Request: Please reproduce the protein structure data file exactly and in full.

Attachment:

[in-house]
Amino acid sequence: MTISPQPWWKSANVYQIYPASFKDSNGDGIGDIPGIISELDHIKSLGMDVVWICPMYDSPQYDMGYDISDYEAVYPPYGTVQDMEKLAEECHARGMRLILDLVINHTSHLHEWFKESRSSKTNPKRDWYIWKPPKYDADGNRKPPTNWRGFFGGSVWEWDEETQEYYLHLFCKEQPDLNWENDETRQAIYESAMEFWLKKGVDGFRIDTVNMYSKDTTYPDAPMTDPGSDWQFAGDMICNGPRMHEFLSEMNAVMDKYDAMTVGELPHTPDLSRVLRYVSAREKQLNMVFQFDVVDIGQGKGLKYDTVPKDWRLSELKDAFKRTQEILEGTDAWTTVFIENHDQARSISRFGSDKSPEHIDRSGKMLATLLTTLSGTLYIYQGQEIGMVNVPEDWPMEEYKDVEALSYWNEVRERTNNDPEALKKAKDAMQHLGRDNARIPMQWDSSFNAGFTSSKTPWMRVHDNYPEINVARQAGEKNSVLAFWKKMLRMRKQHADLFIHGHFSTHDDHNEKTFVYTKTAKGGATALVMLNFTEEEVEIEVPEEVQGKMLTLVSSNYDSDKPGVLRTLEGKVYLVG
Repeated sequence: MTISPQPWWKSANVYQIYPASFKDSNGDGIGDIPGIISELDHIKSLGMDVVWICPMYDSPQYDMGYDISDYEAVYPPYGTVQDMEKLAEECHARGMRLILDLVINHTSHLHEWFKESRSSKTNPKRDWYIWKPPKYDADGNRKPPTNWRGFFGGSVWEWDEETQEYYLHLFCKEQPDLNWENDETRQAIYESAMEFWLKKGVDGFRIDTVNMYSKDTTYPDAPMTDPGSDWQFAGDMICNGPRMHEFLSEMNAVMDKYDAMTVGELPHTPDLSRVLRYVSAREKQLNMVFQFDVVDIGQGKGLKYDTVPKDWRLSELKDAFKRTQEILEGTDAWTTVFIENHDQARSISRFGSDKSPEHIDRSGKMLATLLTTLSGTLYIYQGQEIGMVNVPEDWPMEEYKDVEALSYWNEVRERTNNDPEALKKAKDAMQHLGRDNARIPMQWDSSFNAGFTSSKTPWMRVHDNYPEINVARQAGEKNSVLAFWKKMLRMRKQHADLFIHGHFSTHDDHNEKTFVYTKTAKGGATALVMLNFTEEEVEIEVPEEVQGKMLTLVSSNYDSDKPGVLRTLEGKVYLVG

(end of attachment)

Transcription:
[in-house]
Amino acid sequence: MTISPQPWWKSANVYQIYPASFKDSNGDGIGDIPGIISELDHIKSLGMDVVWICPMYDSPQYDMGYDISDYEAVYPPYGTVQDMEKLAEECHARGMRLILDLVINHTSHLHEWFKESRSSKTNPKRDWYIWKPPKYDADGNRKPPTNWRGFFGGSVWEWDEETQEYYLHLFCKEQPDLNWENDETRQAIYESAMEFWLKKGVDGFRIDTVNMYSKDTTYPDAPMTDPGSDWQFAGDMICNGPRMHEFLSEMNAVMDKYDAMTVGELPHTPDLSRVLRYVSAREKQLNMVFQFDVVDIGQGKGLKYDTVPKDWRLSELKDAFKRTQEILEGTDAWTTVFIENHDQARSISRFGSDKSPEHIDRSGKMLATLLTTLSGTLYIYQGQEIGMVNVPEDWPMEEYKDVEALSYWNEVRERTNNDPEALKKAKDAMQHLGRDNARIPMQWDSSFNAGFTSSKTPWMRVHDNYPEINVARQAGEKNSVLAFWKKMLRMRKQHADLFIHGHFSTHDDHNEKTFVYTKTAKGGATALVMLNFTEEEVEIEVPEEVQGKMLTLVSSNYDSDKPGVLRTLEGKVYLVG
Repeated sequence: MTISPQPWWKSANVYQIYPASFKDSNGDGIGDIPGIISELDHIKSLGMDVVWICPMYDSPQYDMGYDISDYEAVYPPYGTVQDMEKLAEECHARGMRLILDLVINHTSHLHEWFKESRSSKTNPKRDWYIWKPPKYDADGNRKPPTNWRGFFGGSVWEWDEETQEYYLHLFCKEQPDLNWENDETRQAIYESAMEFWLKKGVDGFRIDTVNMYSKDTTYPDAPMTDPGSDWQFAGDMICNGPRMHEFLSEMNAVMDKYDAMTVGELPHTPDLSRVLRYVSAREKQLNMVFQFDVVDIGQGKGLKYDTVPKDWRLSELKDAFKRTQEILEGTDAWTTVFIENHDQARSISRFGSDKSPEHIDRSGKMLATLLTTLSGTLYIYQGQEIGMVNVPEDWPMEEYKDVEALSYWNEVRERTNNDPEALKKAKDAMQHLGRDNARIPMQWDSSFNAGFTSSKTPWMRVHDNYPEINVARQAGEKNSVLAFWKKMLRMRKQHADLFIHGHFSTHDDHNEKTFVYTKTAKGGATALVMLNFTEEEVEIEVPEEVQGKMLTLVSSNYDSDKPGVLRTLEGKVYLVG